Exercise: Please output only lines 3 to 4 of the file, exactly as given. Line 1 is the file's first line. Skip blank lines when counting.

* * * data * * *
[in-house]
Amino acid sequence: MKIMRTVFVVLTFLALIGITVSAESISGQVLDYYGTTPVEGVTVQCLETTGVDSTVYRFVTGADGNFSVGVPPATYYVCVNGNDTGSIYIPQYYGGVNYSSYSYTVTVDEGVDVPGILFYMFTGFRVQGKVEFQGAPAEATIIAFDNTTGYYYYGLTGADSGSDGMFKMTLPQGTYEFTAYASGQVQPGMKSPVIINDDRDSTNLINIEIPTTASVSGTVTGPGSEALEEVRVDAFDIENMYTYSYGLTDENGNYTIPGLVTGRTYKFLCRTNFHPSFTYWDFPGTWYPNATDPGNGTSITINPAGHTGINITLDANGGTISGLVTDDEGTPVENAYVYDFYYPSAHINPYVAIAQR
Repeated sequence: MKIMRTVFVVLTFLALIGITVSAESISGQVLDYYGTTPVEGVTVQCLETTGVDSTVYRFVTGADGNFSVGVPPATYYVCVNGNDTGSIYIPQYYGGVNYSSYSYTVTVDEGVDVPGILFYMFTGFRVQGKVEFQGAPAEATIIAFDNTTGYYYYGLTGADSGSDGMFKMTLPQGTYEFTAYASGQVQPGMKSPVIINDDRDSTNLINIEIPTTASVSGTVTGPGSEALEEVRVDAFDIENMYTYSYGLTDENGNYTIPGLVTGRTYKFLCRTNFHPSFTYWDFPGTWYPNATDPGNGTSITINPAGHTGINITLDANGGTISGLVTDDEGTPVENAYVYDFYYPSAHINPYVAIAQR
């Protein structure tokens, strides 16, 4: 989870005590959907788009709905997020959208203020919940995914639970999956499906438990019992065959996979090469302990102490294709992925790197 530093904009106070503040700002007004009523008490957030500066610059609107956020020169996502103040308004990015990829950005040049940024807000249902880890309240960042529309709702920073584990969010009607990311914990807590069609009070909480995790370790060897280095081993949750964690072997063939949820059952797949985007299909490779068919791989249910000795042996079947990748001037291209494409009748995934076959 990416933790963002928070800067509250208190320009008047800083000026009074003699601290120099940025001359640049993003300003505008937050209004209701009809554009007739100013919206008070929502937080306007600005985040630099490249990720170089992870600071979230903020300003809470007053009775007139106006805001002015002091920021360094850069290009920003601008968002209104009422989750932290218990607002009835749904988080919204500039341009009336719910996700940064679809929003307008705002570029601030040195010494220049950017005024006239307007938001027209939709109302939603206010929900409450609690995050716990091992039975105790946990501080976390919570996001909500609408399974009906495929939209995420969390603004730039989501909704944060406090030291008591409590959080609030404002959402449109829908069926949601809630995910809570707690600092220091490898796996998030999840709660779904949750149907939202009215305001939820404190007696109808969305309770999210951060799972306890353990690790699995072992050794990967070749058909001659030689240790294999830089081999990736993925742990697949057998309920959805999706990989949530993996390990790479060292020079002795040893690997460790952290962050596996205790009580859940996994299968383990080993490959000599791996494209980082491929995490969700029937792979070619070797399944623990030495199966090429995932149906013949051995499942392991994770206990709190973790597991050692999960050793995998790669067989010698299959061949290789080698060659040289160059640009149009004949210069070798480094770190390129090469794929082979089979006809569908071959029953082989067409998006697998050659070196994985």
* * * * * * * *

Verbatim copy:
Repeated sequence: MKIMRTVFVVLTFLALIGITVSAESISGQVLDYYGTTPVEGVTVQCLETTGVDSTVYRFVTGADGNFSVGVPPATYYVCVNGNDTGSIYIPQYYGGVNYSSYSYTVTVDEGVDVPGILFYMFTGFRVQGKVEFQGAPAEATIIAFDNTTGYYYYGLTGADSGSDGMFKMTLPQGTYEFTAYASGQVQPGMKSPVIINDDRDSTNLINIEIPTTASVSGTVTGPGSEALEEVRVDAFDIENMYTYSYGLTDENGNYTIPGLVTGRTYKFLCRTNFHPSFTYWDFPGTWYPNATDPGNGTSITINPAGHTGINITLDANGGTISGLVTDDEGTPVENAYVYDFYYPSAHINPYVAIAQR
């Protein structure tokens, strides 16, 4: 989870005590959907788009709905997020959208203020919940995914639970999956499906438990019992065959996979090469302990102490294709992925790197 530093904009106070503040700002007004009523008490957030500066610059609107956020020169996502103040308004990015990829950005040049940024807000249902880890309240960042529309709702920073584990969010009607990311914990807590069609009070909480995790370790060897280095081993949750964690072997063939949820059952797949985007299909490779068919791989249910000795042996079947990748001037291209494409009748995934076959 990416933790963002928070800067509250208190320009008047800083000026009074003699601290120099940025001359640049993003300003505008937050209004209701009809554009007739100013919206008070929502937080306007600005985040630099490249990720170089992870600071979230903020300003809470007053009775007139106006805001002015002091920021360094850069290009920003601008968002209104009422989750932290218990607002009835749904988080919204500039341009009336719910996700940064679809929003307008705002570029601030040195010494220049950017005024006239307007938001027209939709109302939603206010929900409450609690995050716990091992039975105790946990501080976390919570996001909500609408399974009906495929939209995420969390603004730039989501909704944060406090030291008591409590959080609030404002959402449109829908069926949601809630995910809570707690600092220091490898796996998030999840709660779904949750149907939202009215305001939820404190007696109808969305309770999210951060799972306890353990690790699995072992050794990967070749058909001659030689240790294999830089081999990736993925742990697949057998309920959805999706990989949530993996390990790479060292020079002795040893690997460790952290962050596996205790009580859940996994299968383990080993490959000599791996494209980082491929995490969700029937792979070619070797399944623990030495199966090429995932149906013949051995499942392991994770206990709190973790597991050692999960050793995998790669067989010698299959061949290789080698060659040289160059640009149009004949210069070798480094770190390129090469794929082979089979006809569908071959029953082989067409998006697998050659070196994985």